Two VFX sequences from the first season stick out in Taylor’s mind in terms of how involved the studio got with the shots. The first is a where Will Forte’s character climbs up onto the catwalk of a billboard, only to have the ladder fall. “They couldn’t put their actor on top of a real billboard because it would be unsafe, and putting a camera up that high would be slow and error-prone. So a billboard set was constructed with greenscreen around it, and a plate shoot was done to capture the backgrounds,” he describes. “Production brought us on a week or so before the shoot and we went over the storyboards in detail with their team. We also participated in the location scouts and helped them figure out the dimensions of the set they were building.”
The second VFX-heavy work is the reveal of the International Space Station (ISS) for the finale. Just as with the billboard sequence, Ingenuity Engine got involved from the very start. “We were looking at storyboards, recommending adjustments that were appropriate, walking through the set with the director and DP, and helping everyone come to a consensus as to how it was going to be photographed.”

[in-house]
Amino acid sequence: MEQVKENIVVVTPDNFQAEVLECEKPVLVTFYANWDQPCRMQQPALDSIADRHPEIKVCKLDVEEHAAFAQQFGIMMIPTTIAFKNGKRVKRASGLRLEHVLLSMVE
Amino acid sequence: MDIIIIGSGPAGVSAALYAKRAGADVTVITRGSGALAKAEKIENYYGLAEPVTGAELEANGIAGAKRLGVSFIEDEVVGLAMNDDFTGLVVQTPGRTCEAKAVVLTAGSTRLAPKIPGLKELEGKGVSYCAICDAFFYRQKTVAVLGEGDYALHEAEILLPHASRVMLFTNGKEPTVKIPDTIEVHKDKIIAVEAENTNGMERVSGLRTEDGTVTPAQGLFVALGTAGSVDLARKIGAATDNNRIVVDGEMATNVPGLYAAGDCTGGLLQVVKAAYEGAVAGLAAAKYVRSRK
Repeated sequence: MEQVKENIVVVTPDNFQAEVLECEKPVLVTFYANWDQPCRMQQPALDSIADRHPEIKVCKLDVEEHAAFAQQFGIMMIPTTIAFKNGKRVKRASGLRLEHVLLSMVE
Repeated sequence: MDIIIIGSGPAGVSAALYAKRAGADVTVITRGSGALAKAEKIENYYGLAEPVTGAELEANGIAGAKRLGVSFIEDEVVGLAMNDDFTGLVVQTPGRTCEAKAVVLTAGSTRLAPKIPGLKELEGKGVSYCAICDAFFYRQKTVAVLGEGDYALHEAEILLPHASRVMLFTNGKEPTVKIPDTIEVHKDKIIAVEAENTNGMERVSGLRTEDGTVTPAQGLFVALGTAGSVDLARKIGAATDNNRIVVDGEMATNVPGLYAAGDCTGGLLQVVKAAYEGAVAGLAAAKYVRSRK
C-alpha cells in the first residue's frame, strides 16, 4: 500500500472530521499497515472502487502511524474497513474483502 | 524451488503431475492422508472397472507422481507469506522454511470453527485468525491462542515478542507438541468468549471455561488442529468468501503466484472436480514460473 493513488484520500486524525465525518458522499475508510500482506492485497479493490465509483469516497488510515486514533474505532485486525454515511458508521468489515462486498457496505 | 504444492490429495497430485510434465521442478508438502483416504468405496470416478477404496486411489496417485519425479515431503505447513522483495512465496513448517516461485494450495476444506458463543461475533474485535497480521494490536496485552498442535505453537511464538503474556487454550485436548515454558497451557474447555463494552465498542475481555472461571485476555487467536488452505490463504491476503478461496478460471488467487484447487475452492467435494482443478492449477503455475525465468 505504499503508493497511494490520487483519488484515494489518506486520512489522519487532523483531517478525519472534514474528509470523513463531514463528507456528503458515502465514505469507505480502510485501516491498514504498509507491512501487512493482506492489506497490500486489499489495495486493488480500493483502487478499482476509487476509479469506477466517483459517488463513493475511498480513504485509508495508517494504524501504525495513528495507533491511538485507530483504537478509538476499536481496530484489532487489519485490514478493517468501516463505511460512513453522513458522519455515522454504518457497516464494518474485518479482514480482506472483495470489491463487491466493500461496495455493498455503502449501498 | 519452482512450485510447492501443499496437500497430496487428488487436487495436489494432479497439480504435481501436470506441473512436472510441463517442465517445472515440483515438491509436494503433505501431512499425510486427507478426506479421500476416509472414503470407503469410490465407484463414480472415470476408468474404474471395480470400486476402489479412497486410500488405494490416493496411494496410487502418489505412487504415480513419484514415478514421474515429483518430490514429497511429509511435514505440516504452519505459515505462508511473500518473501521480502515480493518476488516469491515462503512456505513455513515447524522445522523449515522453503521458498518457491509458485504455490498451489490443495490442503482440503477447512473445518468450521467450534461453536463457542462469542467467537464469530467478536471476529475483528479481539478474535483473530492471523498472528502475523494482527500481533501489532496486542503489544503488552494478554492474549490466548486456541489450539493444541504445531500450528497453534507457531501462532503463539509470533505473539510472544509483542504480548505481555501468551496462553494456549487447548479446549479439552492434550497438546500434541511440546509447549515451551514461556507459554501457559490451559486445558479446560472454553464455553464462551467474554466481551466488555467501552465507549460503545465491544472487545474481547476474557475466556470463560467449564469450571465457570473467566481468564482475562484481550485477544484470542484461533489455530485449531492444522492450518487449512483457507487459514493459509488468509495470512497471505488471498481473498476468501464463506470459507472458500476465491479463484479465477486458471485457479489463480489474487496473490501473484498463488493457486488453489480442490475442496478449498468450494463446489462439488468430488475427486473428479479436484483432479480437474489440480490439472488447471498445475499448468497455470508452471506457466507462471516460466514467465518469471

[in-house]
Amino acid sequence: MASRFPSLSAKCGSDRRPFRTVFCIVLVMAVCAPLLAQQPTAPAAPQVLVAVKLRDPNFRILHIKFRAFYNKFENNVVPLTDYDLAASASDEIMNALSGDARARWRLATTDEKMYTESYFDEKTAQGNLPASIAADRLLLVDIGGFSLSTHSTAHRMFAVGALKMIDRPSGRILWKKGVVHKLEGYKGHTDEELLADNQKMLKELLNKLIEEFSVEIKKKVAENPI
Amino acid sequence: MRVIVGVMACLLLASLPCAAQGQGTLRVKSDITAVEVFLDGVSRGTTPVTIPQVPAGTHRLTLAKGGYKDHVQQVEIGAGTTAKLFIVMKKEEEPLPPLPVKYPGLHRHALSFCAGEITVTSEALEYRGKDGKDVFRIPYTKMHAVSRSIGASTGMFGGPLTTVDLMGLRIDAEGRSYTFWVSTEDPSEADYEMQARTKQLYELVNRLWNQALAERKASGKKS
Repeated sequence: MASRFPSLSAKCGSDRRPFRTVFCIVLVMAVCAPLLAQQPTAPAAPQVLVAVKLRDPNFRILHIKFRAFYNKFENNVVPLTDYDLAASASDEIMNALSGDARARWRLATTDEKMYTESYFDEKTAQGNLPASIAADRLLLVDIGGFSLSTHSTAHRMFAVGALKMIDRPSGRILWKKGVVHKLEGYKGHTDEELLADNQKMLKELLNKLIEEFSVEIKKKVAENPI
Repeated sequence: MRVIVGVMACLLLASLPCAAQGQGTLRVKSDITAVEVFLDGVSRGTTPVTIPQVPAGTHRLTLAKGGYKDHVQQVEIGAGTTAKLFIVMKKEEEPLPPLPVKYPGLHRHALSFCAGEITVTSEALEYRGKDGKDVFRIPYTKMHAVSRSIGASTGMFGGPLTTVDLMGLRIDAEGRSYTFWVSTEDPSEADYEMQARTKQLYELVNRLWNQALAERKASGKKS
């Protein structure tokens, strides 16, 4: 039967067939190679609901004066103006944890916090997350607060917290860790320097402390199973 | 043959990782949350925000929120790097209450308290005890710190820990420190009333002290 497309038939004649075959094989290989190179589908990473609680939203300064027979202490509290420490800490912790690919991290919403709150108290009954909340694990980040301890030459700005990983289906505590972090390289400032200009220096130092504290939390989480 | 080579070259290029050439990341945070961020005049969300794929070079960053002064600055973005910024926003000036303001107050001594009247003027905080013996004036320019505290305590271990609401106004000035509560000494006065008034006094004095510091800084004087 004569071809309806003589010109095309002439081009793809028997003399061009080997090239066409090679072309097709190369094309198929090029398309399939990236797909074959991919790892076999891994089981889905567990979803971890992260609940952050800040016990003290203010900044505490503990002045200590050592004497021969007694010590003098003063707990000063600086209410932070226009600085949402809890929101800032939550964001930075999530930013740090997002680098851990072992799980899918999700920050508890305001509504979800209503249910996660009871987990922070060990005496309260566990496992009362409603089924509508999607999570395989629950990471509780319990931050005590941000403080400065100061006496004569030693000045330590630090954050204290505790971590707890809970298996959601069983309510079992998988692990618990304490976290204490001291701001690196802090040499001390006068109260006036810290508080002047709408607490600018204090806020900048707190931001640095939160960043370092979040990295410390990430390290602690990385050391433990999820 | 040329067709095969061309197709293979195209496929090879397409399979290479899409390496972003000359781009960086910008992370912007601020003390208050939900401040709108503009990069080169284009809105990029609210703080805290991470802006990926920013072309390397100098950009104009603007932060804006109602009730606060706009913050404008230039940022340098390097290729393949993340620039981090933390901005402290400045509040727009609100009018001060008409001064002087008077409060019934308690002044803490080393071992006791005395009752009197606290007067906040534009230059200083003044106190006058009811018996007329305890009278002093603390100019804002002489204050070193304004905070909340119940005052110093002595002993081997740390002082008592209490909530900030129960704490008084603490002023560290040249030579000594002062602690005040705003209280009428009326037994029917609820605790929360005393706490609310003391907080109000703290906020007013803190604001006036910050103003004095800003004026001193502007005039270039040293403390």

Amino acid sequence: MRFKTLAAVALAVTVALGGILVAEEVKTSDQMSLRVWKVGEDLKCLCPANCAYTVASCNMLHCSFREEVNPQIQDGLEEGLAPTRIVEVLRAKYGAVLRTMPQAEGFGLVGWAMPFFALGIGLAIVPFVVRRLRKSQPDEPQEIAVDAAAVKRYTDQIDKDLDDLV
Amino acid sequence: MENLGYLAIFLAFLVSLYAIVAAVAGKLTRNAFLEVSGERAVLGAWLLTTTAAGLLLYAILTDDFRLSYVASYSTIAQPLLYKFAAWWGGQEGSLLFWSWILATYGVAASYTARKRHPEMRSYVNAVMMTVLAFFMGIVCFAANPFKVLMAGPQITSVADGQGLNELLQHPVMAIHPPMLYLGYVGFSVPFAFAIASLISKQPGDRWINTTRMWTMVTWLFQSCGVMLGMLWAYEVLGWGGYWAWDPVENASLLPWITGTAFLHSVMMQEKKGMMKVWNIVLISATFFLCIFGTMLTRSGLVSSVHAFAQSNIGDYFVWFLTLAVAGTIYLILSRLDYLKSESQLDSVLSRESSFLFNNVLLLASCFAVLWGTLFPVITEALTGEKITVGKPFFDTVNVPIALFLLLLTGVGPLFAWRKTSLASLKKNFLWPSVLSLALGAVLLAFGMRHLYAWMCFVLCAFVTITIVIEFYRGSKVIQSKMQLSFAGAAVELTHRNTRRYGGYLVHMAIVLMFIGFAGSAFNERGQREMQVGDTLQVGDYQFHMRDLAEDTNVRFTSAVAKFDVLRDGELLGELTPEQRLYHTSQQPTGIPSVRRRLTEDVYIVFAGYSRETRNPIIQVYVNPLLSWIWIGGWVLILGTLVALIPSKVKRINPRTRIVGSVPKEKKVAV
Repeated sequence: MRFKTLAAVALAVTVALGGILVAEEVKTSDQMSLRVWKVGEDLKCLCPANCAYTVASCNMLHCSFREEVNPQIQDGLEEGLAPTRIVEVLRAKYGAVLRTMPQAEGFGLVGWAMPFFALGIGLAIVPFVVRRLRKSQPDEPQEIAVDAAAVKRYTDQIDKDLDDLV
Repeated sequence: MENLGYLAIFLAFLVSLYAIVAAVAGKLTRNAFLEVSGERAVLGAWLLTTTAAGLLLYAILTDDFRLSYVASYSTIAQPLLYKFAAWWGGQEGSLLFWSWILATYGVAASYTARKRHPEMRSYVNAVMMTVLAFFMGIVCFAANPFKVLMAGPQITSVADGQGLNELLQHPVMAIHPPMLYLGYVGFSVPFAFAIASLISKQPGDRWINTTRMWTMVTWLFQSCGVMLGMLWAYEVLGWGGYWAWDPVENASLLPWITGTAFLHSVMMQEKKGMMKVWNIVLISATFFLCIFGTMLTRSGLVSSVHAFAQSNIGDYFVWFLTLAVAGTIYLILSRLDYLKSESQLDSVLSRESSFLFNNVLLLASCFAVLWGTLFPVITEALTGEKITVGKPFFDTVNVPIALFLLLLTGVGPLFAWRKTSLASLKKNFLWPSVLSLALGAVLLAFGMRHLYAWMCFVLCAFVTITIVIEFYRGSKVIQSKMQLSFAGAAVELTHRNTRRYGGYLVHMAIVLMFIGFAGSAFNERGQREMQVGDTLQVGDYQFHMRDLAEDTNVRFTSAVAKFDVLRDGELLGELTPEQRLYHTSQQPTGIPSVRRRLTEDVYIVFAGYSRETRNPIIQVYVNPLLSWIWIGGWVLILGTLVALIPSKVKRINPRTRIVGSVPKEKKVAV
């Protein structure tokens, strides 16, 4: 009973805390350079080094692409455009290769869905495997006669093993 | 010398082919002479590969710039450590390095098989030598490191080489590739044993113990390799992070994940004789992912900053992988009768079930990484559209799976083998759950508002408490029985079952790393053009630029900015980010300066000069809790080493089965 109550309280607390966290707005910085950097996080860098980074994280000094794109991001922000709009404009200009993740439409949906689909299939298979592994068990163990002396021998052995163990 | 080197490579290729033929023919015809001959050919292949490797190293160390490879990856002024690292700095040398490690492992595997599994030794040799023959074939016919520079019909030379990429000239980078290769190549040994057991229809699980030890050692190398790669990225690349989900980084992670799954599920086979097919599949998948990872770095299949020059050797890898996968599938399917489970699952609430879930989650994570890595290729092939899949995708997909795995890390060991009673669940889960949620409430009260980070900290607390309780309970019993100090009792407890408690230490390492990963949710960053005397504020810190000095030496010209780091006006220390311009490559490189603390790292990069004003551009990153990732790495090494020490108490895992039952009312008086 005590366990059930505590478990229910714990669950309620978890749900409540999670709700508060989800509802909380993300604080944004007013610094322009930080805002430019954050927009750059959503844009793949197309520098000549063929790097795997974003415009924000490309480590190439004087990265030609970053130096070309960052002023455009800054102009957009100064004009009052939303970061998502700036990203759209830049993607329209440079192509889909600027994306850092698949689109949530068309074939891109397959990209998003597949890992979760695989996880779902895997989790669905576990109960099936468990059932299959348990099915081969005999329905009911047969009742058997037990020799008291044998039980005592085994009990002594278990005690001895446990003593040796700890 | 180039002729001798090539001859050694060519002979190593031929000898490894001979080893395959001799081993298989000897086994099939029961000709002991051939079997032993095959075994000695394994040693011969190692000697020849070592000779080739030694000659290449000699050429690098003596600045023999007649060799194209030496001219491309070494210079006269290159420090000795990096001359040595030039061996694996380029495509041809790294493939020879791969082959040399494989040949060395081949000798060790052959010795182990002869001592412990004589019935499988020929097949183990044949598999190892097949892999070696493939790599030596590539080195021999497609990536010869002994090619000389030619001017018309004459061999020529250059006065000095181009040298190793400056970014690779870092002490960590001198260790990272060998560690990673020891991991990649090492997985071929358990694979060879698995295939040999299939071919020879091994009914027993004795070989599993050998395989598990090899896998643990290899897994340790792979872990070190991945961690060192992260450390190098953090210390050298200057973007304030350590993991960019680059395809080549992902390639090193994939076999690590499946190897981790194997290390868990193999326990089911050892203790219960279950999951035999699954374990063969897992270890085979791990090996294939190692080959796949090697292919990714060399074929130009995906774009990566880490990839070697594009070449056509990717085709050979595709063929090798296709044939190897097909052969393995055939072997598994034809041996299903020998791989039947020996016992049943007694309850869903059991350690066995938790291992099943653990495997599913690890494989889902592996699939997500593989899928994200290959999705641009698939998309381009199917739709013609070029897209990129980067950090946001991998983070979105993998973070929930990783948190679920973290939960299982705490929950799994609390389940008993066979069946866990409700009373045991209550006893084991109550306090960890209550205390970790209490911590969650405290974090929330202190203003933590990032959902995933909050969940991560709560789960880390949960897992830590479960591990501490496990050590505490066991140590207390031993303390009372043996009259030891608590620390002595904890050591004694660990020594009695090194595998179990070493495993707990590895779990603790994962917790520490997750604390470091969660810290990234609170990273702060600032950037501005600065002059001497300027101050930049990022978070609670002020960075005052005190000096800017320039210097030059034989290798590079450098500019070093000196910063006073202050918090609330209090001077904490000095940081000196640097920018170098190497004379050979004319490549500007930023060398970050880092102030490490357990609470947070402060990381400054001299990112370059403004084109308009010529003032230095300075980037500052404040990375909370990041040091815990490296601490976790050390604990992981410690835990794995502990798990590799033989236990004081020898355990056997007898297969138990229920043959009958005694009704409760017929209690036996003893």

The first shot of the sequence is a crane shot that rises from the surface of the Earth, through the clouds and up to the International Space Station. “We knew right away we couldn’t get away with a matte painting of the Earth, and that to some extent we had to do it for real,” explains Taylor. “Because the camera moves through the clouds we needed them to be volumetric. We also needed them to cast correct shadows on the Earth, interrupt reflections on the surface of the Earth’s terrain and water, etc. All this necessitated a detailed build of the Earth, it’s textures and displacement, and proper interaction with the clouds.”